Christie as A.G.: Why former associates think it would be a great move

Governor Chris Christie, chairman of the President's Commission on Combating Drug Addiction and the Opioid Crisis, joins Counselor to the President Kellyanne Conway, National Institutes of Health (NIH) Director Dr. Francis Collins, President, Chief Executive Officer of the Pharmaceutical Research and Manufacturers of America (PhRMA) Stephen J. Ubl and U.S. Food and Drug Administration (FDA) Deputy Commissioner Anna Abram speak to the press after a roundtable discussion with leaders of the pharmaceutical industry, the National Institutes of Health (NIH) and the U.S. Food and Drug Administration (FDA) to advance a public-private partnership that can address America’s epidemic of addiction while at the War Memorial in Trenton, N.J. on Monday, Sept. 18, 2017. (Governor's Office/Tim Larsen)

The person on the other end of the phone — someone who has worked with Chris Christie before — admits they didn’t always have the best relationship with the former governor.

“It was hot and cold,” they said.

They also admitted this: Christie would be a fabulous pick to be the next attorney general of the United States.

“I think he’s incredibly well qualified to be the attorney general of this country,” they said. “He understands the system, he’s been in the system.

“Set aside his years as governor and go back to how he became the governor: He was the law and order U.S. attorney who had liked 130 convictions and no losses. He understands the bureaucracy he would be getting himself into and I think he would be up to speed overnight.”

The reaction was similar to those of two other former Christie associates. All requested to speak on background due to the speculative nature of the questioning.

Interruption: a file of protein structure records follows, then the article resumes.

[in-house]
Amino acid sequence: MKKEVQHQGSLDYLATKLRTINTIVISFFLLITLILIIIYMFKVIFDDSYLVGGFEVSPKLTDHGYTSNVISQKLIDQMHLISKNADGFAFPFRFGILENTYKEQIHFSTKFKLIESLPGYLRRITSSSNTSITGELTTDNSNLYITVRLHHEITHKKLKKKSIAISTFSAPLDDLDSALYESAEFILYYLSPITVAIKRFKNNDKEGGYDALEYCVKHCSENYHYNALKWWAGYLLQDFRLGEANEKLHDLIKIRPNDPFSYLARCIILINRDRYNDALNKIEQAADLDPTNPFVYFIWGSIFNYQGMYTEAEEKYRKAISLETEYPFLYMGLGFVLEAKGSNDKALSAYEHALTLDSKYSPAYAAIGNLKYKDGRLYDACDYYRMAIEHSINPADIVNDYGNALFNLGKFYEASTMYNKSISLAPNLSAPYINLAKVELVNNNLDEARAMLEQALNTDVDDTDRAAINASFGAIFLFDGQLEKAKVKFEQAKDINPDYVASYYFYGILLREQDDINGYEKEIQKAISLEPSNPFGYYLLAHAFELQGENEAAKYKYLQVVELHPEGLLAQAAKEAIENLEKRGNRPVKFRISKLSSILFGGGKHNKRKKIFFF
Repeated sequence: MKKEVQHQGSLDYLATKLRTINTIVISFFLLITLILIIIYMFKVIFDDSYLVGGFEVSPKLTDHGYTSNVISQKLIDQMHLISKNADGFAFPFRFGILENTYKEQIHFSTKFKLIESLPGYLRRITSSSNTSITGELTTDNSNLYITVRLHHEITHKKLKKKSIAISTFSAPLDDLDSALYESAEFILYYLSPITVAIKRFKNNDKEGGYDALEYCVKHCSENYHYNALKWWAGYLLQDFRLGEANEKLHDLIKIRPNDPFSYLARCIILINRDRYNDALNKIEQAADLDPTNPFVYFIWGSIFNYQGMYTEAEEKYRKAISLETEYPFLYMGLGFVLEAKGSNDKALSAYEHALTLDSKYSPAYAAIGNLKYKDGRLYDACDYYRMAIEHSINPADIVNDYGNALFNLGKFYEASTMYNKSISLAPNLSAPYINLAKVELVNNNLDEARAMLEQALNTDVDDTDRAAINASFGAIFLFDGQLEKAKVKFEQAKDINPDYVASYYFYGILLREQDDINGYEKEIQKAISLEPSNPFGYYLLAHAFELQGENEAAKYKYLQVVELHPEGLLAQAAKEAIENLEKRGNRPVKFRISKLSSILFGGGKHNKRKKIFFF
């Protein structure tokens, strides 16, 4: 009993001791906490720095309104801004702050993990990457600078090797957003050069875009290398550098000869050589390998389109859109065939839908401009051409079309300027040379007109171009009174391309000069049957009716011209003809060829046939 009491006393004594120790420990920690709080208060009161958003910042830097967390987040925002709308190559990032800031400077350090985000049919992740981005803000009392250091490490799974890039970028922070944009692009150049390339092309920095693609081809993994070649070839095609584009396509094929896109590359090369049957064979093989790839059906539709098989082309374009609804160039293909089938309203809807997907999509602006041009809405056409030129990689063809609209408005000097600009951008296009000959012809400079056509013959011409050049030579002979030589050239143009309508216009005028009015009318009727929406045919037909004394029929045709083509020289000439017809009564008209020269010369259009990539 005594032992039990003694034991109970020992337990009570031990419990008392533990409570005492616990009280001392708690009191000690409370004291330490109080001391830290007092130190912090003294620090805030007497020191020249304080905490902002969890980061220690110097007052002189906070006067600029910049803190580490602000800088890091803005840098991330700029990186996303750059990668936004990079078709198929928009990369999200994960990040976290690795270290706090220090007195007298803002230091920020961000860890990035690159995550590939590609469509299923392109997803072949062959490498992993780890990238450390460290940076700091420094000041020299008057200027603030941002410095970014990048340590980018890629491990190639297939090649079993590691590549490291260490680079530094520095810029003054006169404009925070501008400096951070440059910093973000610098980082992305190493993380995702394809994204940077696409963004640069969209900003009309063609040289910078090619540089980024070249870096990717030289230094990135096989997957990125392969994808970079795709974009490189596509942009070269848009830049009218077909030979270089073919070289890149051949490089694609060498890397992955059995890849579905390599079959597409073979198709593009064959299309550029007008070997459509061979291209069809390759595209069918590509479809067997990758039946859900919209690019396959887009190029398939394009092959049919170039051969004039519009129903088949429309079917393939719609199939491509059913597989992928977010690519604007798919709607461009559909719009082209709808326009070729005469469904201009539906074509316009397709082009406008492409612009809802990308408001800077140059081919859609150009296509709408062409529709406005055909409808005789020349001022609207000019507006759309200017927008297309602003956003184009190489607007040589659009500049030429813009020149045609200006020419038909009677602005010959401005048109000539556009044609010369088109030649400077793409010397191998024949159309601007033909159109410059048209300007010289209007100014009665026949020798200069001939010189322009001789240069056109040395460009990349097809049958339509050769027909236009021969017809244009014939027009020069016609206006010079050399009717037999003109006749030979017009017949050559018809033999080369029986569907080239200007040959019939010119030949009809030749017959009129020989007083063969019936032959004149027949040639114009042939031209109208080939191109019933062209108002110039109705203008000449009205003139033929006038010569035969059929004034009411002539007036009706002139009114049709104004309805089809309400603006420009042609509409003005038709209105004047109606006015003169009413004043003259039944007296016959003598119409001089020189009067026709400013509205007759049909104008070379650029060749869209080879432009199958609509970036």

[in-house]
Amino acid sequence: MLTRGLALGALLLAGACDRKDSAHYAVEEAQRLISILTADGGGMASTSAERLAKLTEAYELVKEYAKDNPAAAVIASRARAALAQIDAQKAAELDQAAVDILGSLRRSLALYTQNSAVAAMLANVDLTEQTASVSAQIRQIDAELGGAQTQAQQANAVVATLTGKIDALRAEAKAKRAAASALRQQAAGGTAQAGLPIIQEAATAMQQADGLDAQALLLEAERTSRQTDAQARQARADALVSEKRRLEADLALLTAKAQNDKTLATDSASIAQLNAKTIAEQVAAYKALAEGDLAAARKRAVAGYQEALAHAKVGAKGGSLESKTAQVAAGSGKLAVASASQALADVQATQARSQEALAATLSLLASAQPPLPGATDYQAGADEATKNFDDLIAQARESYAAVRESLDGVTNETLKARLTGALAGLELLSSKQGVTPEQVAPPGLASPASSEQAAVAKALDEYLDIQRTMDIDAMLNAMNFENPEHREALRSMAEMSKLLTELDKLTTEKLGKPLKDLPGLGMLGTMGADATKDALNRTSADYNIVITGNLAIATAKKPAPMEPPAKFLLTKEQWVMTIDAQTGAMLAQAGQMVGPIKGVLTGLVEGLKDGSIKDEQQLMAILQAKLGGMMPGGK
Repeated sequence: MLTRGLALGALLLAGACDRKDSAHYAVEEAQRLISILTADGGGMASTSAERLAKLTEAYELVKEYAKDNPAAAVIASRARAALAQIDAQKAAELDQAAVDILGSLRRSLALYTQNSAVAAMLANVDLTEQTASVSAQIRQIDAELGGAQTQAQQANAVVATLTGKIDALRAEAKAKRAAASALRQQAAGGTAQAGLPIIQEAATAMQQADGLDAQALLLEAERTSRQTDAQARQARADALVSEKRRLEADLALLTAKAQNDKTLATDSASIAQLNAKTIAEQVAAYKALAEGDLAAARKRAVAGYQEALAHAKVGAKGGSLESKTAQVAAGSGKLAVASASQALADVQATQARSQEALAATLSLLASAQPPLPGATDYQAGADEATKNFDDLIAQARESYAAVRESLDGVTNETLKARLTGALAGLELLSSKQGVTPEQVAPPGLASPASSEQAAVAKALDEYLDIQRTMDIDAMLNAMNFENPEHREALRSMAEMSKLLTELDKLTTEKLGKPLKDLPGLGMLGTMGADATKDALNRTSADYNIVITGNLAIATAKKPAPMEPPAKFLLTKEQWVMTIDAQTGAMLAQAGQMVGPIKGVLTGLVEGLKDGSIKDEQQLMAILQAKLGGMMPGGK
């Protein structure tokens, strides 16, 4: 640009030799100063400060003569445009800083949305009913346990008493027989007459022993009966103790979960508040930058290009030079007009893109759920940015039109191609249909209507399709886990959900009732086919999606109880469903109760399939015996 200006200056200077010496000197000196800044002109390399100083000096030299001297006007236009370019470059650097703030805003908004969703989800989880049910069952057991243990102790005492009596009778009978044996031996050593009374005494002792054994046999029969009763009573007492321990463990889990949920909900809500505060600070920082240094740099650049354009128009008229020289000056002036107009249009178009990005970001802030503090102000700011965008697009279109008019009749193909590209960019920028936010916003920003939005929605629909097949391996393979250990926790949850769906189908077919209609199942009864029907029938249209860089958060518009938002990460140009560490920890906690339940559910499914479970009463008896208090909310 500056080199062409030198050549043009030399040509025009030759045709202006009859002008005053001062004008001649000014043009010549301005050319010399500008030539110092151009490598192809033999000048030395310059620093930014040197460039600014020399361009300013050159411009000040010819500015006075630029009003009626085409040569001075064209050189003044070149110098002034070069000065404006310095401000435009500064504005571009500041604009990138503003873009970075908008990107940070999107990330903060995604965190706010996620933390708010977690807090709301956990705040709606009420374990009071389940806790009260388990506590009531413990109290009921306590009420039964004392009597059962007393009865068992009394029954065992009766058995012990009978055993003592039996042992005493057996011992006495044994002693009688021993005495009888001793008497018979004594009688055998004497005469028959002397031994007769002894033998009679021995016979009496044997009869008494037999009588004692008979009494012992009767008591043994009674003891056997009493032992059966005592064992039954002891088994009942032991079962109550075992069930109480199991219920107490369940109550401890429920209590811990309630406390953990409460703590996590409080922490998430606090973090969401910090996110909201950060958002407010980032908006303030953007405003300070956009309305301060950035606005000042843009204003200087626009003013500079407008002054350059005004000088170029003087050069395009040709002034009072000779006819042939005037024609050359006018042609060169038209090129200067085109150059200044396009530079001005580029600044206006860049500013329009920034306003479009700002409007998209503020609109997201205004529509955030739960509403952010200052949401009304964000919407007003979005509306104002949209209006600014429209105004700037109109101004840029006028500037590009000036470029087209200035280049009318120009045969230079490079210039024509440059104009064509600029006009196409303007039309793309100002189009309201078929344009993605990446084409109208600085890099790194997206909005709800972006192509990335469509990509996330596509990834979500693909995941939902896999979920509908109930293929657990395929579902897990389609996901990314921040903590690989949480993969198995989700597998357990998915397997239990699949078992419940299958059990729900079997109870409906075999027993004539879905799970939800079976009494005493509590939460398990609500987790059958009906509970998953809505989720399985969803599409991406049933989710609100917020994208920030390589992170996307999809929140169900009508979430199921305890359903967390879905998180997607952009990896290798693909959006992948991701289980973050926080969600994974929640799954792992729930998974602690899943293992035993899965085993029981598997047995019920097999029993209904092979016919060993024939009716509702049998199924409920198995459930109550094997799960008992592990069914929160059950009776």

And all thought Christie would be perfect for the job. None thought it would be a risk.

“His approval rating is at 14,” one joked. “It can only go up.”

Jokes aside, one person thought it would be good for New Jersey’s reputation on a national scale.

“It would put a different spin on the state, especially after the ugly Menendez-Hugin campaign (for U.S. Senate),” they said. “It would put New Jersey into a good light because he would not embarrass us. He’s too smart.”

That was the opinion of another former associate.

“He has one of the most incisive minds I’ve ever had the opportunity to work around, so, just on smarts alone, he would be great pick,” they said.

The person also thought Christie would respect the line between politics and law enforcement.

“He was very respectful when governor of not commenting or crossing over to comment on Department of Justice or Attorney General work,” they said.

Christie’s relationship with Trump has been hot and cold, too.

After all, he was fired as the head of his transition team.

One source thought that was a plus.

“He has built a relationship with (Trump) that includes disagreements and solid advice, so they presumably would enjoy a better relationship than the one Trump had with (former AG Jeff Sessions)” they said.

One source said Christie would be able to keep his distance.

“The interesting part of being the attorney general, notwithstanding how it looks right now, he really is a separate constitutional officer,” they said. “Yes, he can get fired by the president, but it’s unlikely this guy would get himself in a position where he would get fired by the president.”

Whether he will get the opportunity is anyone’s guess.

At this point, Christie’s name is just being floated.

By whom isn’t as clear.

“For all I know, it was planted by Christie,” one source said. “He loves the pomp and circumstance that would go along with being the attorney general.”

That love of limelight could stop the process before it starts.

“I just don’t know if the Trump people would allow someone to outshine Trump,” one insider said.

One former associate said Trump would be wise to consider Christie.

“No one is more qualified for this position that Gov. Christie,” Bill Palatucci said. “He’s not seeking the position, but he should be under serious consideration.”